The investigation into the shooting at Saugus High School in the Los Angeles suburb of Santa Clarita has “become more complicated,” according to KNBC, the local NBC affiliate, as authorities continue searching for a motive.
According to the Los Angeles Times, school will resume at Saugus on Dec. 2. Between now and then, authorities will be trying to figure out how 16-year-old Nathaniel Berhow obtained the .45-caliber pistol he used in the Nov. 14 shooting that claimed the lives of 15-year-old Gracie Anne Muehlberger and 14-year-old Dominic Blackwell. Three other students were wounded.
KNBC reported that the handgun recovered at the scene “scene appears to have been modified from its original form,” citing apparent statements from unidentified law enforcement sources. There is no elaboration on what those modifications might entail.
The Los Angeles County Sheriff’s Department firearms experts are reportedly examining the gun.
KNBC also reported that “numerous other firearms were found” during a search of the home. In another twist, NBC News reported that the gunman’s father, Mark Berhow, had once been arrested “during a domestic dispute” with the boy’s mother, identified as Mami Matsuura. In connection with that arrest, during the “midst of a custody battle,” Berhow was “detained for a mental health evaluation…and following the evaluation, deputies seized firearms from the house,” the report said.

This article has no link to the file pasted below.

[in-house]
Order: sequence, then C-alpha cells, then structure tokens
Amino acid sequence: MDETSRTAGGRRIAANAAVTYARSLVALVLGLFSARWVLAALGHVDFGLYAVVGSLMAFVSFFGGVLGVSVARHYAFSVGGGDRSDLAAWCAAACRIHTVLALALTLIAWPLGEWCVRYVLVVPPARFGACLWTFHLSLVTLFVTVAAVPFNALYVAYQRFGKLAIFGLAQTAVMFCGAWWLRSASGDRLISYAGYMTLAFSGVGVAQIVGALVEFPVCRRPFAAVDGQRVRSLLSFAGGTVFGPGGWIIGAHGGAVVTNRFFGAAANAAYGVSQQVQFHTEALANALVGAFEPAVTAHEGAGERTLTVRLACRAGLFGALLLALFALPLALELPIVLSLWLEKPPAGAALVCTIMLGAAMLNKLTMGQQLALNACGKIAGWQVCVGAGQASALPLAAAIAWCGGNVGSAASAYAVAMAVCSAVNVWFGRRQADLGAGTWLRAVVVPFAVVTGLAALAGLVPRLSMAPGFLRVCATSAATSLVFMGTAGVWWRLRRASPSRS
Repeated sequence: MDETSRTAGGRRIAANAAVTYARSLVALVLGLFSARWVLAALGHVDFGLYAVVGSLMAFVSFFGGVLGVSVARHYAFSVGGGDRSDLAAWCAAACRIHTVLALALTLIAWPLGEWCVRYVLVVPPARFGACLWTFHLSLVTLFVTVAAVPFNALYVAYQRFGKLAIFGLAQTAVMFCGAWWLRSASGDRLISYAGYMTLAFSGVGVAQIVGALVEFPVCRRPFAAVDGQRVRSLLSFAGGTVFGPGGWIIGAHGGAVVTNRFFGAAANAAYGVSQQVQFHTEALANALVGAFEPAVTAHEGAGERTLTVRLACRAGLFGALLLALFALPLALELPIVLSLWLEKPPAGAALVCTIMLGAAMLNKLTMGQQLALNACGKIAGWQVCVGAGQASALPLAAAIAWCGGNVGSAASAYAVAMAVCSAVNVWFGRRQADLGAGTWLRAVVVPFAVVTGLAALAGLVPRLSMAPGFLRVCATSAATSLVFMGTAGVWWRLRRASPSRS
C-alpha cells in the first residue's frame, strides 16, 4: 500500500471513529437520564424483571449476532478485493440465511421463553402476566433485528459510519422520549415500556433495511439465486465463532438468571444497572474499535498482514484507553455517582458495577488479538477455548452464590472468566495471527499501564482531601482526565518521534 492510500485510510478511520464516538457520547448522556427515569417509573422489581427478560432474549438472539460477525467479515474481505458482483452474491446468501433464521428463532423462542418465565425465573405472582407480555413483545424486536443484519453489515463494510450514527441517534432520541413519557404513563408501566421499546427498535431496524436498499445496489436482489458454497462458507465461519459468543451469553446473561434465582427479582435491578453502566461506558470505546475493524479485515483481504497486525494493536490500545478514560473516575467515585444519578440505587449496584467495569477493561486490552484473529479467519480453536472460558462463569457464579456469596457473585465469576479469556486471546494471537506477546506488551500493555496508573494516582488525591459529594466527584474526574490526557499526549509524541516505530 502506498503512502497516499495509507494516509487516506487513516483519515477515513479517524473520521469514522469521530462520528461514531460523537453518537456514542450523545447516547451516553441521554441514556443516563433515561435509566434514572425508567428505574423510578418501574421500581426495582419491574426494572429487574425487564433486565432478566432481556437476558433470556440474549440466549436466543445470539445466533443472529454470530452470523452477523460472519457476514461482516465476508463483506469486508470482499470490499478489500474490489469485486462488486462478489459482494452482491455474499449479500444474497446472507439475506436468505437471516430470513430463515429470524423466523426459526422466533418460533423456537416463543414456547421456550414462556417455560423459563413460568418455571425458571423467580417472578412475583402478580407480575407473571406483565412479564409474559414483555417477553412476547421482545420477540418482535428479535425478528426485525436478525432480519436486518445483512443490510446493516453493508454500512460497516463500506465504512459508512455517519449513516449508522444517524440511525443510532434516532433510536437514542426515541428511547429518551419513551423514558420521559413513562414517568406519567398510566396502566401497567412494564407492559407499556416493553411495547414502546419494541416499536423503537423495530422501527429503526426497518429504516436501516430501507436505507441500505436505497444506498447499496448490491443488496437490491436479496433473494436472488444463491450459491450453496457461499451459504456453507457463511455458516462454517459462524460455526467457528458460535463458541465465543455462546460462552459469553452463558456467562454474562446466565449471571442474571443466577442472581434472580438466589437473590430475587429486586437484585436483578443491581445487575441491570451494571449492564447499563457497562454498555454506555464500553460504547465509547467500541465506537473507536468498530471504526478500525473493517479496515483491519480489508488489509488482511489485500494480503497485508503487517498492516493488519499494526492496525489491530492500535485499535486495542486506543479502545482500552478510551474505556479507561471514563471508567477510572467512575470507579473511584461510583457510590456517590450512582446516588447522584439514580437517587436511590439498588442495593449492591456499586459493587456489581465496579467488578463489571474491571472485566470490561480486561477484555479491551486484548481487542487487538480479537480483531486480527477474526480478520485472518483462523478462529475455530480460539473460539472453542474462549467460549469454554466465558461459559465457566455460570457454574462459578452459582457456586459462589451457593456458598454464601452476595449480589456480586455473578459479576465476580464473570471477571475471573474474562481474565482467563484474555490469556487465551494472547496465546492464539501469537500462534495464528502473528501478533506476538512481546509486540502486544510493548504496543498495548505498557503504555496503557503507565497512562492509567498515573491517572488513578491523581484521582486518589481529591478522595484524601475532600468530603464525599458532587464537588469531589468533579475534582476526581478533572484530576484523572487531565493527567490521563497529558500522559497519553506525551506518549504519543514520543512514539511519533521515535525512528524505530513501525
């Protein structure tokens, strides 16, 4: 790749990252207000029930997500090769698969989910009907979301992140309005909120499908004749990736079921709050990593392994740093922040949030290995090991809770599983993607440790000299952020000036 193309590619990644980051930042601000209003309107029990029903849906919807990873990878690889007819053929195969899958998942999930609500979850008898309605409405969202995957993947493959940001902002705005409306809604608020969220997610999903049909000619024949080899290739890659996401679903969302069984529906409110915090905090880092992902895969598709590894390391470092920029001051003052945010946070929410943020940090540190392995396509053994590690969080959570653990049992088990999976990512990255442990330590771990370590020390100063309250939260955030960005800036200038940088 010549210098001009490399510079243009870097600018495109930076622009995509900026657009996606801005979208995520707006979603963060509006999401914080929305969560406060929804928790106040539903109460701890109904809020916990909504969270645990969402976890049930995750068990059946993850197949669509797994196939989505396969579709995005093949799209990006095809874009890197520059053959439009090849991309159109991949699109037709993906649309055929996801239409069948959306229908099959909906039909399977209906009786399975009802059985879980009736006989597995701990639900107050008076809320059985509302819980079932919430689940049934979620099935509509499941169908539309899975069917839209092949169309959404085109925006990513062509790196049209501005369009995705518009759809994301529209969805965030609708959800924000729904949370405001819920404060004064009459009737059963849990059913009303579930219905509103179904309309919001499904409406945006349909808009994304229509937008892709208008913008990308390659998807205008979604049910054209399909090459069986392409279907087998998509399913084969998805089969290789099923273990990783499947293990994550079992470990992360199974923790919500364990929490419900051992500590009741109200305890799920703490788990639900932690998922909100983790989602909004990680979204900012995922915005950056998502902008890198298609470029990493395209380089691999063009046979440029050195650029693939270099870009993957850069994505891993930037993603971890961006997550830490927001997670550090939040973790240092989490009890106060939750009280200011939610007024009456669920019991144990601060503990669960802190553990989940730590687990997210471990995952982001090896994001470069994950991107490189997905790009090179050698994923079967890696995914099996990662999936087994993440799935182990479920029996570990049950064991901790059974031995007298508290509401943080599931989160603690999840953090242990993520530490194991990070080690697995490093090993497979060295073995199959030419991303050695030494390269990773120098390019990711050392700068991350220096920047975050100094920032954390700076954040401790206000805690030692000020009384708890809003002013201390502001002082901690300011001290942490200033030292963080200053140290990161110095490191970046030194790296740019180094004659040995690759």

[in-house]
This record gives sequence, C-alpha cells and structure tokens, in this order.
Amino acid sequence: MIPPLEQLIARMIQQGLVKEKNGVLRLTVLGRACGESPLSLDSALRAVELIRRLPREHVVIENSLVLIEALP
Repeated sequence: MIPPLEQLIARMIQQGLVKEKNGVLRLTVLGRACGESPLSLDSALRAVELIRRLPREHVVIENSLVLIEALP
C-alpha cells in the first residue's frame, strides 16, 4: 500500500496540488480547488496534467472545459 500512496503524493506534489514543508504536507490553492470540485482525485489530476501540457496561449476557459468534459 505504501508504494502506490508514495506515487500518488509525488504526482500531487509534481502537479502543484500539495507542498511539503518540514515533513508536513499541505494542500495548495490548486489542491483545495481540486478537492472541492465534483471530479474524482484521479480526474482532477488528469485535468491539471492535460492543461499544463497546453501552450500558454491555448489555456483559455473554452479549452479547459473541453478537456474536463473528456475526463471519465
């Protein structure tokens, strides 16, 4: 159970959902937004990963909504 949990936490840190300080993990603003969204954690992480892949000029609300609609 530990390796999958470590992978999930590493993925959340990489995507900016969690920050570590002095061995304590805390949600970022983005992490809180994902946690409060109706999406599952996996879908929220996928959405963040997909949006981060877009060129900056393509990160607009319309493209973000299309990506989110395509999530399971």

A year later, Berhow died of a heart attack, the report noted.
But the disposition of the firearms was not detailed in the story and it is not known how the teen obtained the handgun, or why he decided to commit the shooting on his birthday.
KNBC said six other firearms were found during the search of the teen’s home, along with firearms parts.
California has some of the strictest gun laws in the country, and gun ownership is highly regulated. Yet this shooting occurred and almost immediately gun control advocates began demanding even more restrictions, including so-called “universal background checks,” which California already requires, and a ban on so-called “assault weapons,” which were not involved in the Santa Clarita shooting.
What the Saugus High School shooting may underscore, according to gun rights activists, is the failure of strict Golden State gun control laws. It’s against the law to have a gun on a school campus, illegal for a teen to be carrying a concealed handgun, illegal for a minor to have a handgun and for anyone to obtain a firearm without a background check in California. It’s also against the law to shoot people and commit murder.
None of these restrictions prevented the Santa Clarita tragedy.